Volvo Ocean Race
Everest of sailing
In its 13th edition, this global yachting event takes participants across four oceans, six continents and twelve cities. With 45 thousand miles in total, it’s the longest regatta in history
The Volvo Ocean Race is often described as the the mother of all challenges and the adventure of a lifetime and when you think about it, this makes sense. Forget the Paris-Dakar rally, the Tour de France or the Giro or the Vuelta. Forget every marathon and every triathlon you’ve ever heard of. They all end in under a month. This year the Volvo Ocean Race starts in October and ends in… late June next year. The race covers 45.000 miles, sails through four oceans and touches twelve cities (Alicante, Lisbon, Cape Town, Melbourne, Hong Kong, Guangzhou, Auckland, Itajaí, Newport, Cardiff, Göteborg and The Hague). The ultimate proof of sailing ability, the hardest test for crew and boat. The race is not as brutal as rugby or as aggressive as martial arts, and yet manages to sit among the most dangerous sporting events in the world. Adventure and danger seem to be what attracts people to it, as the legendary race will once again see participation from some of the most famous names in sailing – like recent winners of the America’s Cup, New Zealanders Peter Burling and Blair Tuke, who beat their American opponent into the ground (or the sea) in Bermuda.
This time the duo will race as opponents; Burling with Team Brunel and Tuke with Mapfre, both looking to become the first competitive sailor in history to win the triple crown – the America’s Cup, the Olympic gold and the Volvo Ocean Race. Unlike the America’s Cup where hydrofoil is king, Volvo Ocean Race is the playground for designers and engineers, not just crews. The Volvo Ocean 65 mono-hull boat used by all crews hasn’t changed since the last race, nobody tried to find a design flaw to use for their advantage, no crew hired an army of laptop-armed experts to calculate the boat half a knot faster. In a slightly communist we-are-all-equal way, all crews come to the arena with identical weapons and it all comes down to the athlete. The winner is the fastest, smartest team. This race is won at sea, not in an office or a studio. The Southern Ocean and the infamous Cape Horn are death traps – so much so that skipper Charlie Enright famously said, ‘To win this race, first you have to finish it’. Without a competent crew, even the fastest boat is useless. The race challenges everybody’s love of sailing, making crew members work to their limit – and work as a team at all times. You really have to be crazy about sailing to spend nine months on a 66-footer with six other men (or ten women), with 25 square meters of living space, with no shower and a potty-sized toilet.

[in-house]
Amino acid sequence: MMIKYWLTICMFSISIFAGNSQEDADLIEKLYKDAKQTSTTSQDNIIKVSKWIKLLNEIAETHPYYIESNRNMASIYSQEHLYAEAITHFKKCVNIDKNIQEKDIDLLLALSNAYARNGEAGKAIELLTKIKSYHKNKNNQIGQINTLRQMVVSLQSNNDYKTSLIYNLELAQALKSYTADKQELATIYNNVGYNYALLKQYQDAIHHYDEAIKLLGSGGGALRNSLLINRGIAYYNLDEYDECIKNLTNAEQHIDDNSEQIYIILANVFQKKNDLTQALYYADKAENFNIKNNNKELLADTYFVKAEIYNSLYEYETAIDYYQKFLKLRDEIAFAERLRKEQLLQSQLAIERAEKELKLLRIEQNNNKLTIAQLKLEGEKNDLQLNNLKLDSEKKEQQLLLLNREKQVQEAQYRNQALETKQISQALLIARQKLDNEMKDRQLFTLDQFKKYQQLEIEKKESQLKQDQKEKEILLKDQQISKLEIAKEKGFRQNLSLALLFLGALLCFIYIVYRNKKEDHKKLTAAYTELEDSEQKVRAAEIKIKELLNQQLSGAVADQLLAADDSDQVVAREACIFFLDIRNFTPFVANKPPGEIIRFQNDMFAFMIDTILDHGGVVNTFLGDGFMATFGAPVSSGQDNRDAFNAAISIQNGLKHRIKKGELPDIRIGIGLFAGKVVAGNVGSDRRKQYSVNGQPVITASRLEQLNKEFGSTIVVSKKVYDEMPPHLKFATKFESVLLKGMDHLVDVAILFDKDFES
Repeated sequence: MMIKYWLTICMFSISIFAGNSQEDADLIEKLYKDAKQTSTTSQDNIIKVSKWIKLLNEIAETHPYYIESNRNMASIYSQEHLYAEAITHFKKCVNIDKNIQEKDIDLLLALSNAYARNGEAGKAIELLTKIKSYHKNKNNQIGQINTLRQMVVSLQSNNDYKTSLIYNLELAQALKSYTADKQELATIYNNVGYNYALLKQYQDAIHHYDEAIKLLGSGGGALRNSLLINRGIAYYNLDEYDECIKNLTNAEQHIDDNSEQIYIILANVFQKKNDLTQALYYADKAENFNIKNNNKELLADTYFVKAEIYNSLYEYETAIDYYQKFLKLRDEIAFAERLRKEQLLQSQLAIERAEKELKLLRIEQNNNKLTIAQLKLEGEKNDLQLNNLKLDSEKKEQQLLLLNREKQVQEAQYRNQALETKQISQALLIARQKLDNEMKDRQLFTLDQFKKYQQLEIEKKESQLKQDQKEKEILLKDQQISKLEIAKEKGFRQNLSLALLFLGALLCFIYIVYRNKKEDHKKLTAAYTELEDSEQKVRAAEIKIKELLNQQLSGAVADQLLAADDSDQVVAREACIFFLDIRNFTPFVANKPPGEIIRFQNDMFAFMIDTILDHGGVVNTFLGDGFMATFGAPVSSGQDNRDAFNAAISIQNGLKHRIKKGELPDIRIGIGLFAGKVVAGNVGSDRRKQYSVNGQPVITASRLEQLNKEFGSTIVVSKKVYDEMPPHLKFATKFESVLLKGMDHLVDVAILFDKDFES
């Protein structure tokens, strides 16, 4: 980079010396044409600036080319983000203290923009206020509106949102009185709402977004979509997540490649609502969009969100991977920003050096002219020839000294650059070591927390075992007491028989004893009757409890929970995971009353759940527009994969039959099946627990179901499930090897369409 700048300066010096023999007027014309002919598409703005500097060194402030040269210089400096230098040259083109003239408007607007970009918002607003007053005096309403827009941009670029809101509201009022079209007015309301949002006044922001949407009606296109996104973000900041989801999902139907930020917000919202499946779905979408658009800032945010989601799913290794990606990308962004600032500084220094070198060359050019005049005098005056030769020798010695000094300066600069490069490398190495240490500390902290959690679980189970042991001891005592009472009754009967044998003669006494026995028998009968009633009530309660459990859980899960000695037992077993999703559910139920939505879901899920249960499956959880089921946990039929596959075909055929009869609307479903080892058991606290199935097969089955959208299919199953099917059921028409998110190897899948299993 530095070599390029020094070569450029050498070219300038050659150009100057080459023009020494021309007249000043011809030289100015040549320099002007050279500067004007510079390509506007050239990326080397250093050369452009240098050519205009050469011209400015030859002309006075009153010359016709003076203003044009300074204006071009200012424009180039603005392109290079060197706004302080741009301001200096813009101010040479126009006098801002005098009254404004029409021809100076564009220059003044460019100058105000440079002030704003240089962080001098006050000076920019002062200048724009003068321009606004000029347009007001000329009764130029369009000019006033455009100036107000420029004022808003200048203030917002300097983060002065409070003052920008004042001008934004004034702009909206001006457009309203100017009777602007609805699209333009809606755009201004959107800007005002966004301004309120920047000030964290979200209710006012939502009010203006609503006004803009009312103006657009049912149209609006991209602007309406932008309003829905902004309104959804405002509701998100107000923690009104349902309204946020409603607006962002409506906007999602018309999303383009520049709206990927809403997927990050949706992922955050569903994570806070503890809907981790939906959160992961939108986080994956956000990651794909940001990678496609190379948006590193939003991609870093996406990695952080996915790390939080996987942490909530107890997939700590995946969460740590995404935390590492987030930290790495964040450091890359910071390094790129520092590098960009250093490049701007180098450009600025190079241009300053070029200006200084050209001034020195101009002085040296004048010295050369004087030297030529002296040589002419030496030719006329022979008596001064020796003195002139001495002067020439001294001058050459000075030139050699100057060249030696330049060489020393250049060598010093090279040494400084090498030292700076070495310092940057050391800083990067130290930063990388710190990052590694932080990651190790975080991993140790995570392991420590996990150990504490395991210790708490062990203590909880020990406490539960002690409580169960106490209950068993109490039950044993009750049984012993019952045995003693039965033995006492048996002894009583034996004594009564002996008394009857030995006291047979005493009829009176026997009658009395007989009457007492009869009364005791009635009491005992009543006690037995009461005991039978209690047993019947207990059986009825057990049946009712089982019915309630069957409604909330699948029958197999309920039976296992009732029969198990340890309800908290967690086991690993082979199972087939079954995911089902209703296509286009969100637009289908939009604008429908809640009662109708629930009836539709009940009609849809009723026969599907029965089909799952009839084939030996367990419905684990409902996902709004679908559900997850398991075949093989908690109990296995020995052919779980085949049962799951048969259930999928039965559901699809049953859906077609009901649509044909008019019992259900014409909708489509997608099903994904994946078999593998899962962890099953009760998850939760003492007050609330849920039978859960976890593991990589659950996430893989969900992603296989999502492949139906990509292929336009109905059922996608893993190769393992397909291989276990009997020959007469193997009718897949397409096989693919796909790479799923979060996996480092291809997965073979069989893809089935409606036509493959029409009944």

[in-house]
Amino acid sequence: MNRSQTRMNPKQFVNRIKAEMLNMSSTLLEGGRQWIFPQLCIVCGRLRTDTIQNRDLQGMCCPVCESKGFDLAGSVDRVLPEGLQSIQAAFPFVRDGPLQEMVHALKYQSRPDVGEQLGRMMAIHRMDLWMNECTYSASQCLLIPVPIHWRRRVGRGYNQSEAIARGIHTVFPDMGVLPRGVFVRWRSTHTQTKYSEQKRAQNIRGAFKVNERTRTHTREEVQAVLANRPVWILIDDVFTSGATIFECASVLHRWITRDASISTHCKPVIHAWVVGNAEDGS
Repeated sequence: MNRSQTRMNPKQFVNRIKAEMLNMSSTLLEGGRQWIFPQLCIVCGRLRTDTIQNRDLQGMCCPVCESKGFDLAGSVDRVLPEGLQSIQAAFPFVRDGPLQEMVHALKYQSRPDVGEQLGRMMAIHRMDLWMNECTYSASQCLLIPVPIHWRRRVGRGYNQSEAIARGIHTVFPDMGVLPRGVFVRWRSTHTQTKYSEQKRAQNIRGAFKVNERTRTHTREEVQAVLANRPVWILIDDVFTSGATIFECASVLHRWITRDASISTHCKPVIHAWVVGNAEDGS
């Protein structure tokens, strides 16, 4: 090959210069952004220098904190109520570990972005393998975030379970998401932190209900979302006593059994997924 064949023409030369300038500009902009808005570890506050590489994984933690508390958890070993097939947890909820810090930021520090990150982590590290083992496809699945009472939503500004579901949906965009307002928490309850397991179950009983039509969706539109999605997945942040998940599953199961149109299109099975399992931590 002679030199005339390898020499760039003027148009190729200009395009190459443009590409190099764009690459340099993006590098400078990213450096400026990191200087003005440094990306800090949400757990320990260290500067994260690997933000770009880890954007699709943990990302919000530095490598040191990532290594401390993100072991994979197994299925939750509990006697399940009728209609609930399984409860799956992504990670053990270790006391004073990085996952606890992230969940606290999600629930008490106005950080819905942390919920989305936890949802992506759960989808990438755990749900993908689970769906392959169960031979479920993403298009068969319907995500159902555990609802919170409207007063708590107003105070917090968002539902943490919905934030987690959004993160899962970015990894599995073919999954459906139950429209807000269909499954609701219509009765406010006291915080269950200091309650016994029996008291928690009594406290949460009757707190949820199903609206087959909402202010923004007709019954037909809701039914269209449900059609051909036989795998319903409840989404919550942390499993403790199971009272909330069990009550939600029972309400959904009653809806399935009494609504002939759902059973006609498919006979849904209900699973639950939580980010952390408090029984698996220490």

Oh, and one spare suit per leg of race. The suffering doesn’t end there – there’s the infamous 3×4 rotation: you sleep for four hours, spend the next four hours at attention and the following four hours on active duty… and so on. Well, unless sails need to be put up or down, in which case every crew member is on call. On average, crew members lose up to 11 kilos during longer legs of the race – despite the 6.000-calorie regime (for reference, an average person never eats more than 2.000 calories). ‘You can train for all of that,’ says the race veteran Richard Mason. ‘The key to winning is knowing and understanding your crew. At sea, all our best and worst characteristics come to surface. When the race is over, you know your crew mates better than your own family.’ The Volvo Ocean Race is a lesson in teamwork, spirit and sacrifice for a greater cause, and in recent years the organisers have been trying to teach the world – or the fans of the race, at least – a bit about ecology, as well. Most teams have stopped using plastic altogether, as that material is the oceans’ deadliest enemy, and race-sponsored educational seminars on ecology are held in every one of the twelve cities the race sails into.